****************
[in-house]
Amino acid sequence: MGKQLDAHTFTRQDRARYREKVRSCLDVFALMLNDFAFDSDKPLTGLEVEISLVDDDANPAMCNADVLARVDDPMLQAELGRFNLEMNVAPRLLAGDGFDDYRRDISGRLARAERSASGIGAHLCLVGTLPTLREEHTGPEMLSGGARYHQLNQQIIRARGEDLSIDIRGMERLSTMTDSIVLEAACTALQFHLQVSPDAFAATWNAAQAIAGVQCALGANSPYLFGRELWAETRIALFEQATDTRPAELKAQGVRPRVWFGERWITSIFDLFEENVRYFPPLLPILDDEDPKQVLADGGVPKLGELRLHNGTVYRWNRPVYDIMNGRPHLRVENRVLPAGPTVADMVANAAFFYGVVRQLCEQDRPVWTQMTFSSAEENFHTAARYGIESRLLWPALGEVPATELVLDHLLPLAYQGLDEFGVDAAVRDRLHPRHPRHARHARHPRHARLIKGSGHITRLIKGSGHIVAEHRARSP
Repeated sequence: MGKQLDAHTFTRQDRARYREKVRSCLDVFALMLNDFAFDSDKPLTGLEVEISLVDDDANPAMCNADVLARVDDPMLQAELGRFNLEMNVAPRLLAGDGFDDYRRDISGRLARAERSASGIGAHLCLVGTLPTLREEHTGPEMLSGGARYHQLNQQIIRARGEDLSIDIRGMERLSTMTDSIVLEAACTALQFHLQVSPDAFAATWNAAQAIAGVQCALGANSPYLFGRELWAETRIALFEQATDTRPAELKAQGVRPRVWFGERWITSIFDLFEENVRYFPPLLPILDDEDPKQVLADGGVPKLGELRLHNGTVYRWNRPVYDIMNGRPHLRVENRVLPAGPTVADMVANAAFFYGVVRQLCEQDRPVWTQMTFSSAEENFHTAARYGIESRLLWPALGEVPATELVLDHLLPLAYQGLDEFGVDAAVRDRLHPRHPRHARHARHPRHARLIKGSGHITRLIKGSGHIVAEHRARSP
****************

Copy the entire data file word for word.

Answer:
[in-house]
Amino acid sequence: MGKQLDAHTFTRQDRARYREKVRSCLDVFALMLNDFAFDSDKPLTGLEVEISLVDDDANPAMCNADVLARVDDPMLQAELGRFNLEMNVAPRLLAGDGFDDYRRDISGRLARAERSASGIGAHLCLVGTLPTLREEHTGPEMLSGGARYHQLNQQIIRARGEDLSIDIRGMERLSTMTDSIVLEAACTALQFHLQVSPDAFAATWNAAQAIAGVQCALGANSPYLFGRELWAETRIALFEQATDTRPAELKAQGVRPRVWFGERWITSIFDLFEENVRYFPPLLPILDDEDPKQVLADGGVPKLGELRLHNGTVYRWNRPVYDIMNGRPHLRVENRVLPAGPTVADMVANAAFFYGVVRQLCEQDRPVWTQMTFSSAEENFHTAARYGIESRLLWPALGEVPATELVLDHLLPLAYQGLDEFGVDAAVRDRLHPRHPRHARHARHPRHARLIKGSGHITRLIKGSGHIVAEHRARSP
Repeated sequence: MGKQLDAHTFTRQDRARYREKVRSCLDVFALMLNDFAFDSDKPLTGLEVEISLVDDDANPAMCNADVLARVDDPMLQAELGRFNLEMNVAPRLLAGDGFDDYRRDISGRLARAERSASGIGAHLCLVGTLPTLREEHTGPEMLSGGARYHQLNQQIIRARGEDLSIDIRGMERLSTMTDSIVLEAACTALQFHLQVSPDAFAATWNAAQAIAGVQCALGANSPYLFGRELWAETRIALFEQATDTRPAELKAQGVRPRVWFGERWITSIFDLFEENVRYFPPLLPILDDEDPKQVLADGGVPKLGELRLHNGTVYRWNRPVYDIMNGRPHLRVENRVLPAGPTVADMVANAAFFYGVVRQLCEQDRPVWTQMTFSSAEENFHTAARYGIESRLLWPALGEVPATELVLDHLLPLAYQGLDEFGVDAAVRDRLHPRHPRHARHARHPRHARLIKGSGHITRLIKGSGHIVAEHRARSP